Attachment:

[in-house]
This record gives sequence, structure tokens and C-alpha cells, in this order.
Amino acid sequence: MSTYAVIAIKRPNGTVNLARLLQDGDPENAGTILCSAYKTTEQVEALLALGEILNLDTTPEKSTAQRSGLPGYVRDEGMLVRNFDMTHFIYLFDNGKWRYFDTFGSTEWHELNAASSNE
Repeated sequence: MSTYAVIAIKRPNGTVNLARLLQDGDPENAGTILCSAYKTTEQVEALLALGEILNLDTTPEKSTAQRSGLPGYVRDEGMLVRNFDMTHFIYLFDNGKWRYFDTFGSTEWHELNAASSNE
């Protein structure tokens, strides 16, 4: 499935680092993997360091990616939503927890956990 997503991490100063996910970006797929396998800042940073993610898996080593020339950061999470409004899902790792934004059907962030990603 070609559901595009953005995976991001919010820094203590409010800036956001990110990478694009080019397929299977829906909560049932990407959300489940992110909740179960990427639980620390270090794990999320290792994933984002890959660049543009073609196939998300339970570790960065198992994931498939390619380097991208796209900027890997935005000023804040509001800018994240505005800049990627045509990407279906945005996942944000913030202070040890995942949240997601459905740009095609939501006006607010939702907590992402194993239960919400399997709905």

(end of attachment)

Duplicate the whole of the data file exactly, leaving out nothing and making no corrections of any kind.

[in-house]
This record gives sequence, structure tokens and C-alpha cells, in this order.
Amino acid sequence: MSTYAVIAIKRPNGTVNLARLLQDGDPENAGTILCSAYKTTEQVEALLALGEILNLDTTPEKSTAQRSGLPGYVRDEGMLVRNFDMTHFIYLFDNGKWRYFDTFGSTEWHELNAASSNE
Repeated sequence: MSTYAVIAIKRPNGTVNLARLLQDGDPENAGTILCSAYKTTEQVEALLALGEILNLDTTPEKSTAQRSGLPGYVRDEGMLVRNFDMTHFIYLFDNGKWRYFDTFGSTEWHELNAASSNE
């Protein structure tokens, strides 16, 4: 499935680092993997360091990616939503927890956990 997503991490100063996910970006797929396998800042940073993610898996080593020339950061999470409004899902790792934004059907962030990603 070609559901595009953005995976991001919010820094203590409010800036956001990110990478694009080019397929299977829906909560049932990407959300489940992110909740179960990427639980620390270090794990999320290792994933984002890959660049543009073609196939998300339970570790960065198992994931498939390619380097991208796209900027890997935005000023804040509001800018994240505005800049990627045509990407279906945005996942944000913030202070040890995942949240997601459905740009095609939501006006607010939702907590992402194993239960919400399997709905």